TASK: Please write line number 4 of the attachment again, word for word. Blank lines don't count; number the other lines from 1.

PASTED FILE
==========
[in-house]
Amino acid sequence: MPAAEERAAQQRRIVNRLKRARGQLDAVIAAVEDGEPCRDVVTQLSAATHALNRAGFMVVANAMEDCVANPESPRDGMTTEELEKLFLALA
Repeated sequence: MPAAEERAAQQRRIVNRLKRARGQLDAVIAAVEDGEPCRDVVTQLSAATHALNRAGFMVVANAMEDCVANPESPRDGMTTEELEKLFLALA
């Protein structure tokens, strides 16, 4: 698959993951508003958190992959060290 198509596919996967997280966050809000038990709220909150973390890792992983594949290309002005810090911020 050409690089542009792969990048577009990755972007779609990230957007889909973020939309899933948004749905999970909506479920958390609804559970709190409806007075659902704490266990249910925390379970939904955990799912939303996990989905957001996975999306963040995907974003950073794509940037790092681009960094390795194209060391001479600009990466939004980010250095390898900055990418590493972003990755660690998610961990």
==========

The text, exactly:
């Protein structure tokens, strides 16, 4: 698959993951508003958190992959060290 198509596919996967997280966050809000038990709220909150973390890792992983594949290309002005810090911020 050409690089542009792969990048577009990755972007779609990230957007889909973020939309899933948004749905999970909506479920958390609804559970709190409806007075659902704490266990249910925390379970939904955990799912939303996990989905957001996975999306963040995907974003950073794509940037790092681009960094390795194209060391001479600009990466939004980010250095390898900055990418590493972003990755660690998610961990």